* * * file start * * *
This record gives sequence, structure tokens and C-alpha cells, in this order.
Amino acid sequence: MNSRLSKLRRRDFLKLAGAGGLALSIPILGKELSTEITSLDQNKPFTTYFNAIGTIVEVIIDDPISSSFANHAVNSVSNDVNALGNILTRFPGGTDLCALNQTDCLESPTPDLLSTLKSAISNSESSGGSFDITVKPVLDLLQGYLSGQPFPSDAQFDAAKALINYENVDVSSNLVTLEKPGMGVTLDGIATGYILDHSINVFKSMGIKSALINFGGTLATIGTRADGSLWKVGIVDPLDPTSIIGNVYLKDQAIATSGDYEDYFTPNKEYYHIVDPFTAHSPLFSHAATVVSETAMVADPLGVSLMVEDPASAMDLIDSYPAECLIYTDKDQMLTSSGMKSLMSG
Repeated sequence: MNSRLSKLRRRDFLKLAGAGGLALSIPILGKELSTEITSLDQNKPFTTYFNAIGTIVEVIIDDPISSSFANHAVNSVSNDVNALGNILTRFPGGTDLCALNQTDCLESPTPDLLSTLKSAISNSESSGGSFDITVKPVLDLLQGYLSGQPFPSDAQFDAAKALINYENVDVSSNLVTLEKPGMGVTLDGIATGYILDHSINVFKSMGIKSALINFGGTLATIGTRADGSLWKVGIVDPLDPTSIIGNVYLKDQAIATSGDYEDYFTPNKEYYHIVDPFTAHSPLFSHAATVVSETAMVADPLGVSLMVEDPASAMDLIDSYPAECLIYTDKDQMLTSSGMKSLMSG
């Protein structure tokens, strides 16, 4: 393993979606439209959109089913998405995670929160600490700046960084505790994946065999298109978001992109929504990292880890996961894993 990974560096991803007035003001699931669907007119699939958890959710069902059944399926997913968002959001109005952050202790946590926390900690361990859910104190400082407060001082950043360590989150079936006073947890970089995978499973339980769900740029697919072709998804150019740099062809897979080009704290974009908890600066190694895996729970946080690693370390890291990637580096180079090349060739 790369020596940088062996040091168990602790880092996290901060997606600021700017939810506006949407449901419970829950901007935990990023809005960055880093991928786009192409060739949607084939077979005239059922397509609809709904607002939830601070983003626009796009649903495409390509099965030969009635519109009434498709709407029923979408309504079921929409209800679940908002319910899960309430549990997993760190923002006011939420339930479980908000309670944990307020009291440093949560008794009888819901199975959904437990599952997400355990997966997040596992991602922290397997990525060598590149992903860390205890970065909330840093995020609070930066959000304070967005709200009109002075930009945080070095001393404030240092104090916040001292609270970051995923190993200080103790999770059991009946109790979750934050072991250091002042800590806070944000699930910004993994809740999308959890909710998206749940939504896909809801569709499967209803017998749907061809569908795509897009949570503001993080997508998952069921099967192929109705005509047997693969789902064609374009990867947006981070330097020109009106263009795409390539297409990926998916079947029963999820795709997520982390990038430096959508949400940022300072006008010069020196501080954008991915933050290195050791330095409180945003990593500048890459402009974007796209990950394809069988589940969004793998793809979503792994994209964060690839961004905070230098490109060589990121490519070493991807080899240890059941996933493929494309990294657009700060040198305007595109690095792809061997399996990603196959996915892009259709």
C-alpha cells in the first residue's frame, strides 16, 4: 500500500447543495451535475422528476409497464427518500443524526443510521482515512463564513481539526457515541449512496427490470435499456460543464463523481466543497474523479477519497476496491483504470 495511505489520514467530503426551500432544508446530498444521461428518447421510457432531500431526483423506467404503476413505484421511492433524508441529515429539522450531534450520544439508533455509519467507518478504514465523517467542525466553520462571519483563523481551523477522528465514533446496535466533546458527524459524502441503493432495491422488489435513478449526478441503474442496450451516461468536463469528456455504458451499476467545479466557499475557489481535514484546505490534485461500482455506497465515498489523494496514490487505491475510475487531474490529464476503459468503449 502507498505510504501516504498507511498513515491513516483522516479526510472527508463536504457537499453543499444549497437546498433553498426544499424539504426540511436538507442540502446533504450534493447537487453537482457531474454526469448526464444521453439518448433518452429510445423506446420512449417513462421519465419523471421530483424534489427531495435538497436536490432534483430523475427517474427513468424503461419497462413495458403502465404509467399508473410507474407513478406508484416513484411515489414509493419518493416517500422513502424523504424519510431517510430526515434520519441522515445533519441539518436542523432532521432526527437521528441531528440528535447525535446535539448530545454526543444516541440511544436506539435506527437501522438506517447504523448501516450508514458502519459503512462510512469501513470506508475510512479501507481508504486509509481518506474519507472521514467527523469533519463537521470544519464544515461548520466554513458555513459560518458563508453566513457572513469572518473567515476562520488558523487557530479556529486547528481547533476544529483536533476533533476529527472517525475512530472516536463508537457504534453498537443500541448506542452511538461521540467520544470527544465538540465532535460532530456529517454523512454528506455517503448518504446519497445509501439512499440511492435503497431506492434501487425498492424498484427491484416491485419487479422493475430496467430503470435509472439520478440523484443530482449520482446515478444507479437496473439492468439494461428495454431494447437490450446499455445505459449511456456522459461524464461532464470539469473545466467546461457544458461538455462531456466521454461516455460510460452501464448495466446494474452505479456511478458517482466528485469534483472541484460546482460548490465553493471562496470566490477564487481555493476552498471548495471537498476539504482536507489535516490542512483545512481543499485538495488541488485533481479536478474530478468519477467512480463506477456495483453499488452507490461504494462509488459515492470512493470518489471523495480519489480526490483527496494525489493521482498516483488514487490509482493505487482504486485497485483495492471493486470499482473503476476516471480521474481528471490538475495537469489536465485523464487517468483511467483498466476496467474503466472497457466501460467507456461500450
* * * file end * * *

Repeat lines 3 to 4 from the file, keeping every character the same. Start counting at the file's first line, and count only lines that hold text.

Repeated sequence: MNSRLSKLRRRDFLKLAGAGGLALSIPILGKELSTEITSLDQNKPFTTYFNAIGTIVEVIIDDPISSSFANHAVNSVSNDVNALGNILTRFPGGTDLCALNQTDCLESPTPDLLSTLKSAISNSESSGGSFDITVKPVLDLLQGYLSGQPFPSDAQFDAAKALINYENVDVSSNLVTLEKPGMGVTLDGIATGYILDHSINVFKSMGIKSALINFGGTLATIGTRADGSLWKVGIVDPLDPTSIIGNVYLKDQAIATSGDYEDYFTPNKEYYHIVDPFTAHSPLFSHAATVVSETAMVADPLGVSLMVEDPASAMDLIDSYPAECLIYTDKDQMLTSSGMKSLMSG
């Protein structure tokens, strides 16, 4: 393993979606439209959109089913998405995670929160600490700046960084505790994946065999298109978001992109929504990292880890996961894993 990974560096991803007035003001699931669907007119699939958890959710069902059944399926997913968002959001109005952050202790946590926390900690361990859910104190400082407060001082950043360590989150079936006073947890970089995978499973339980769900740029697919072709998804150019740099062809897979080009704290974009908890600066190694895996729970946080690693370390890291990637580096180079090349060739 790369020596940088062996040091168990602790880092996290901060997606600021700017939810506006949407449901419970829950901007935990990023809005960055880093991928786009192409060739949607084939077979005239059922397509609809709904607002939830601070983003626009796009649903495409390509099965030969009635519109009434498709709407029923979408309504079921929409209800679940908002319910899960309430549990997993760190923002006011939420339930479980908000309670944990307020009291440093949560008794009888819901199975959904437990599952997400355990997966997040596992991602922290397997990525060598590149992903860390205890970065909330840093995020609070930066959000304070967005709200009109002075930009945080070095001393404030240092104090916040001292609270970051995923190993200080103790999770059991009946109790979750934050072991250091002042800590806070944000699930910004993994809740999308959890909710998206749940939504896909809801569709499967209803017998749907061809569908795509897009949570503001993080997508998952069921099967192929109705005509047997693969789902064609374009990867947006981070330097020109009106263009795409390539297409990926998916079947029963999820795709997520982390990038430096959508949400940022300072006008010069020196501080954008991915933050290195050791330095409180945003990593500048890459402009974007796209990950394809069988589940969004793998793809979503792994994209964060690839961004905070230098490109060589990121490519070493991807080899240890059941996933493929494309990294657009700060040198305007595109690095792809061997399996990603196959996915892009259709």